Slumberland is loosely based on Winsor McCay’s comic strip ‘Little Nemo in Slumberland’, which was first published over a century ago. But whereas the original work of fiction was centred around a young boy’s adventures in the world of dreams and his friendship with a princess, this new Netflix adaptation, from Hunger Games director Francis Lawrence, gender-swaps the protagonist and frames the plot around subjects that are the cause of real-life nightmares: death and grief!
These themes have been explored before in such family movies as Bambi, The Lion King, and Coco, so it’s not unusual to see such weighty subjects presented in stories that have been created for children. In this movie’s story, a young girl named Nemo (wonderfully played by Marlow Barkley) suffers the loss of her father (Kyle Chandler), who dies at sea during a fierce storm.
After her father’s death, Nemo is sent to live with her uncle (Chris O’Dowd), the owner of a doorknob business, but while he does his best to take care of her, he struggles to help Nemo deal with the feelings of grief she is experiencing. This is partly because he has never been a father himself and partly because he has never fully dealt with his own emotions after becoming estranged from his brother years before.
Nemo longs to be with her father again, a possibility that would seem impossible if it wasn’t for the fantastical world of Slumberland. This is supposed to be the place we all enter after falling asleep but after entering the world, Nemo discovers it’s a real place held together by the Bureau of Subconscious Activities (BOSA), a group of agents who give us the dreams we need to experience while making sure order is maintained within the dream world.
Soon after her initial journey into Slumberland, Nemo meets a roguish outlaw named Flip (Jason Momoa), an unusual character with horns on his head who is seemingly connected to her father. He promises to reunite them but for this reunion to happen, Nemo learns that she needs to find the magical pearls that will give her this opportunity. Unfortunately, the pearls are located in the dark expanse of the Sea of Nightmares so getting to them won’t be easy!
Flip joins Nemo on her quest, a mission that is made more hazardous because they have to enter the dreamlands of others. Flip warns Nemo that if she dies in these dreams, she can’t go back to her waking life, so the stakes are high when she navigates the fantastical worlds that sleeping dreamers are experiencing.
These dream sequences include a hair-rising drive through a glass city, a sky-high experience on the back of a giant duck, and a party within an extravagant ballroom that is populated by people who are made entirely of butterflies. Such sequences are mostly well-realised, with a fine mix of visual effects and practical sets that bring the dream worlds to life. There are occasional moments when it is clear that the performers are acting against a green screen backdrop but children, entranced by the world Nemo explores, are unlikely to make the same observations as their parents.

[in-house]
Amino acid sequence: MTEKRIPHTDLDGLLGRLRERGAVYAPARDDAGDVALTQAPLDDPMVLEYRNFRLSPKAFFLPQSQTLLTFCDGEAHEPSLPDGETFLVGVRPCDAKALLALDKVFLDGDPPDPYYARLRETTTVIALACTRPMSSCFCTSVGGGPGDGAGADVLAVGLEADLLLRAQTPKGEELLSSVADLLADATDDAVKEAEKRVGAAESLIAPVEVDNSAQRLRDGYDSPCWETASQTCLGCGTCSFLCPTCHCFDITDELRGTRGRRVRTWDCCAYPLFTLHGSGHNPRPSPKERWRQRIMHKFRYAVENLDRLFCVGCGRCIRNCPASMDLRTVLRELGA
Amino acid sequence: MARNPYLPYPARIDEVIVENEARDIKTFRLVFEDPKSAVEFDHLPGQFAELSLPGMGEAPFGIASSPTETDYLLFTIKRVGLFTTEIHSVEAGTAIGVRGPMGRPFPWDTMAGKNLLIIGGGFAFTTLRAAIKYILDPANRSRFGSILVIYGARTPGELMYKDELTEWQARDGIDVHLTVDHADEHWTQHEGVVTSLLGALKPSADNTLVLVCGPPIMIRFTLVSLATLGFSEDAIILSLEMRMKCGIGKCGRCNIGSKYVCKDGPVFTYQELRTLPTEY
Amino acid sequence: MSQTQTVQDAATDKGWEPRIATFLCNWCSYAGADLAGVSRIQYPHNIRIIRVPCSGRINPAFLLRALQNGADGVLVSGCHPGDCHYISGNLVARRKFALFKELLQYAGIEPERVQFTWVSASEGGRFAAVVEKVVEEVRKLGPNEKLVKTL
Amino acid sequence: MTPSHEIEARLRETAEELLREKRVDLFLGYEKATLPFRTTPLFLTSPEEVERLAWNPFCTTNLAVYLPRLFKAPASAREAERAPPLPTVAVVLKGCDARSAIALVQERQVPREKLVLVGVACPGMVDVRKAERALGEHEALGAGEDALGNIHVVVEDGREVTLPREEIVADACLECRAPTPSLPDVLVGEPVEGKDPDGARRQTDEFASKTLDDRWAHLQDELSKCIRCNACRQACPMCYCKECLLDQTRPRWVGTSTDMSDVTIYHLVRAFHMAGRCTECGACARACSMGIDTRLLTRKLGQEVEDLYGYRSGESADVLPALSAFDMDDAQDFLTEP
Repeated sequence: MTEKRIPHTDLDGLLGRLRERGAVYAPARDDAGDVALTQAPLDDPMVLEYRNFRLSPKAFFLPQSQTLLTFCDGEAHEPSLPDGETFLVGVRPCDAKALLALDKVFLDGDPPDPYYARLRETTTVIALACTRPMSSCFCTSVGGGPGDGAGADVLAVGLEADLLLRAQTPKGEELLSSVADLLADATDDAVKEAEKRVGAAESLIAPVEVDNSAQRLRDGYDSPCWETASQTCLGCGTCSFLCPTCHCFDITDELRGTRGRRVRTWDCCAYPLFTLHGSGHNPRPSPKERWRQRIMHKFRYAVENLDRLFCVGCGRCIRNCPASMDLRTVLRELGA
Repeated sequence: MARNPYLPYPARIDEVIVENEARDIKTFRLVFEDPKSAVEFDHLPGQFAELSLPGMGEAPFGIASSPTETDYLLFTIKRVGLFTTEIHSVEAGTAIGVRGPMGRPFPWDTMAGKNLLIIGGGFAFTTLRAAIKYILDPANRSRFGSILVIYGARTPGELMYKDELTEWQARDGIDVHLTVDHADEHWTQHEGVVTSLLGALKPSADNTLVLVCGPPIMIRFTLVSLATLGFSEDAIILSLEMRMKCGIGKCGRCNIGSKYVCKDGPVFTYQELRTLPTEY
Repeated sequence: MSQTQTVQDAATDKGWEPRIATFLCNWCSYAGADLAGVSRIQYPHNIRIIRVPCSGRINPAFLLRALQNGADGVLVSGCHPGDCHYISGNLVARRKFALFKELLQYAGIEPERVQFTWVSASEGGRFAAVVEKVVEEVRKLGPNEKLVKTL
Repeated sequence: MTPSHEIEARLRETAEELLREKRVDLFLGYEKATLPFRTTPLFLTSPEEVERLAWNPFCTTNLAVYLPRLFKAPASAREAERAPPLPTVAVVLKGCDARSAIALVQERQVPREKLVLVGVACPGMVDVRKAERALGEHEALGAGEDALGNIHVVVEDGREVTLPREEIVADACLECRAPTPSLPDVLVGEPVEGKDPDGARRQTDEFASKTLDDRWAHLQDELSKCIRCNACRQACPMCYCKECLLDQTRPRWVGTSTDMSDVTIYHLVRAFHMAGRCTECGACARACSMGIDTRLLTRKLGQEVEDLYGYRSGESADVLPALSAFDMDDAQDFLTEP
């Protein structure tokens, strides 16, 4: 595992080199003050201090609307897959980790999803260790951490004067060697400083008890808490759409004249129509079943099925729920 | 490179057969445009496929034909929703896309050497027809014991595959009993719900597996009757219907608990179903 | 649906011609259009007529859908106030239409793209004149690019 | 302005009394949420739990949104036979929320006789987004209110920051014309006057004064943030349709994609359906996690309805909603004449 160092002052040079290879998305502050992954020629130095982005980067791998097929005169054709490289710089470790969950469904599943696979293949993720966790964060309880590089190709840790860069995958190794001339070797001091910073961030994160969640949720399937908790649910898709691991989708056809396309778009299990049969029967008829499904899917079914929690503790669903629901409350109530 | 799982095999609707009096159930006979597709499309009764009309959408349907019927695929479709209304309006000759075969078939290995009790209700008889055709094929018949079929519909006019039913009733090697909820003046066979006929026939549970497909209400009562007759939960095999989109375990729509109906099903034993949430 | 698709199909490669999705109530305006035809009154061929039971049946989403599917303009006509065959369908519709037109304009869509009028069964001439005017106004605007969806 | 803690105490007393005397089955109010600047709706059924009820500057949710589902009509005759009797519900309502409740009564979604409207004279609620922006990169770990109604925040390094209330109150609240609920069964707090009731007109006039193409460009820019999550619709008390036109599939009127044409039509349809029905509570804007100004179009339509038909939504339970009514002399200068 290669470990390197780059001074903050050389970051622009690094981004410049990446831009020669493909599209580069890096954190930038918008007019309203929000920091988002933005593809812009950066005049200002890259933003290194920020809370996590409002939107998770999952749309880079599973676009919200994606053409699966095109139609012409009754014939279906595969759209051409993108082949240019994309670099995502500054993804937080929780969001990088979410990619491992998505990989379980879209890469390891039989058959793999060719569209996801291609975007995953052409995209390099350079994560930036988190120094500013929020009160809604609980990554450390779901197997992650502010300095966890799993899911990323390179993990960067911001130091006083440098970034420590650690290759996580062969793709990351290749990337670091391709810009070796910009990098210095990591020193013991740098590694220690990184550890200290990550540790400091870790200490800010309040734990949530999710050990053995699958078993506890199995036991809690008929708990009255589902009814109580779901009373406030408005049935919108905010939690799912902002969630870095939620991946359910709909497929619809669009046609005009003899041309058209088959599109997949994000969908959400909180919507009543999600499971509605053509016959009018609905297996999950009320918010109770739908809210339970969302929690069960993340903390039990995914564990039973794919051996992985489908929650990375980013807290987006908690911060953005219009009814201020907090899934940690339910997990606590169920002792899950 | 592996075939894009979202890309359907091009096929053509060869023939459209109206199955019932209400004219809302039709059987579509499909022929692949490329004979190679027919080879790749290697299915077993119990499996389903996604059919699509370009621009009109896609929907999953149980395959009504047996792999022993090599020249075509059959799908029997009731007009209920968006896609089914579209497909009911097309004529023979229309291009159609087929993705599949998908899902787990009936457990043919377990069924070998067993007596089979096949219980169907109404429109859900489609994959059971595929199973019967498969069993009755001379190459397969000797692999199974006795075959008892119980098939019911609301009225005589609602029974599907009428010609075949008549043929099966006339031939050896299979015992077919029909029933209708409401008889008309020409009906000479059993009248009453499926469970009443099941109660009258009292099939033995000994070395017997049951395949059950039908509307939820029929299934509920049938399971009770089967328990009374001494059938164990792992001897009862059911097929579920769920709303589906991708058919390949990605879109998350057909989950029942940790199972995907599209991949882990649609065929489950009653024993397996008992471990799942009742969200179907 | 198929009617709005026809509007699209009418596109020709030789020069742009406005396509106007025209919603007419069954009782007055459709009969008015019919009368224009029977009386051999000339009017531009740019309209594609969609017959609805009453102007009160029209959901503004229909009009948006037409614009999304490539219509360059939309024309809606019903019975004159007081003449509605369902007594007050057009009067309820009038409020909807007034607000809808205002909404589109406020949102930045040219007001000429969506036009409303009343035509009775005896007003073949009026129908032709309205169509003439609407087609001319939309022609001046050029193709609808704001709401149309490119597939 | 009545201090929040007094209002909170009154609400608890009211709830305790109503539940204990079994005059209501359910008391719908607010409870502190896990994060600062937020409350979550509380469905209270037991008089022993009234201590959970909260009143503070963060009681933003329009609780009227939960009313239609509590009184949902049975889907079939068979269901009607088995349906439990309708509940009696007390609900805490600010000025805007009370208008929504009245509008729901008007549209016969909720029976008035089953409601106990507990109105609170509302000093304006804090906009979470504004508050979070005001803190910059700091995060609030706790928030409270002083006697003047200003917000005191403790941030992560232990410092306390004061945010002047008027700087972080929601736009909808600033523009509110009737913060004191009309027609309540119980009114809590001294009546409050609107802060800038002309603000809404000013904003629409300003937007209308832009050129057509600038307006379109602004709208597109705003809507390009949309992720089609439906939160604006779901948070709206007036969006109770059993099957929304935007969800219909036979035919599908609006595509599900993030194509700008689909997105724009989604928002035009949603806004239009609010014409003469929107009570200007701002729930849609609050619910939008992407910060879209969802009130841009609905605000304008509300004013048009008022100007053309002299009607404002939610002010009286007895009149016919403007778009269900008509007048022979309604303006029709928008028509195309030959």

Momoa is fun as the mischievous Flip and he manages to give a believable and sensitive performance, despite the fantastical nature of his character. Barkley is equally as good as his younger companion and on the strength of her performance here, it can be assumed that she will go on to have the movie career of her real-life dreams.
The surrounding cast excel in their roles too, from O’Dowd as Nemo’s reserved and awkward uncle to Weruche Opia (I May Destroy You), who takes on the role of Agent Green, a BOSA employee, who has been hunting Flip for decades because his dream-hopping actions are threatening to destabilize the world of Slumberland.
The decent special effects and impressive performances do much to immerse us into the fantastical world of Slumberland and there is much fun to be had as we watch Flip and Nemo travel from one dream to the next. But while the movie is funny and exciting at times, we are constantly reminded of the reason behind Nemo’s mission and it’s this that gives the movie its emotional core.
As such, we know that this is far more than just a fun rollercoaster ride through a bunch of people’s dreams. It’s the quest of a grieving young girl who aches to be with the father she lost in an incredibly tragic way. Her grief will be something many of us can relate to and it’s the reason why we can connect to her plight, even though the magical world she gets to inhabit is one far removed from our realities.
It’s because the movie deals with some pretty heavy themes that it might be unsuitable for children experiencing their own grief. Nemo is given the chance to reconnect with her father again but children who know they will never get that opportunity might struggle with the fanciful nature of the plot. As such, this might be a movie that some parents approach with caution. That being said, the movie could still be used by any parent wanting to raise the subject of death with their kids as it contains a few useful messages about letting go of grief and moving on.
Slumberland is an enjoyable movie for both kids and adults, with moments that will evoke a lot of laughs and the occasional tear. As such, this can be recommended for most families wanting to watch an entertaining fantasy movie that has a little more depth than others of its kind. It’s not perfect – the writing is sometimes exposition-heavy – but thanks to the imaginative visuals and moving story, the minor flaws within the movie are unlikely to keep us awake during times when we should be experiencing dream worlds of our own.
Read More: Slumberland Ending Explained
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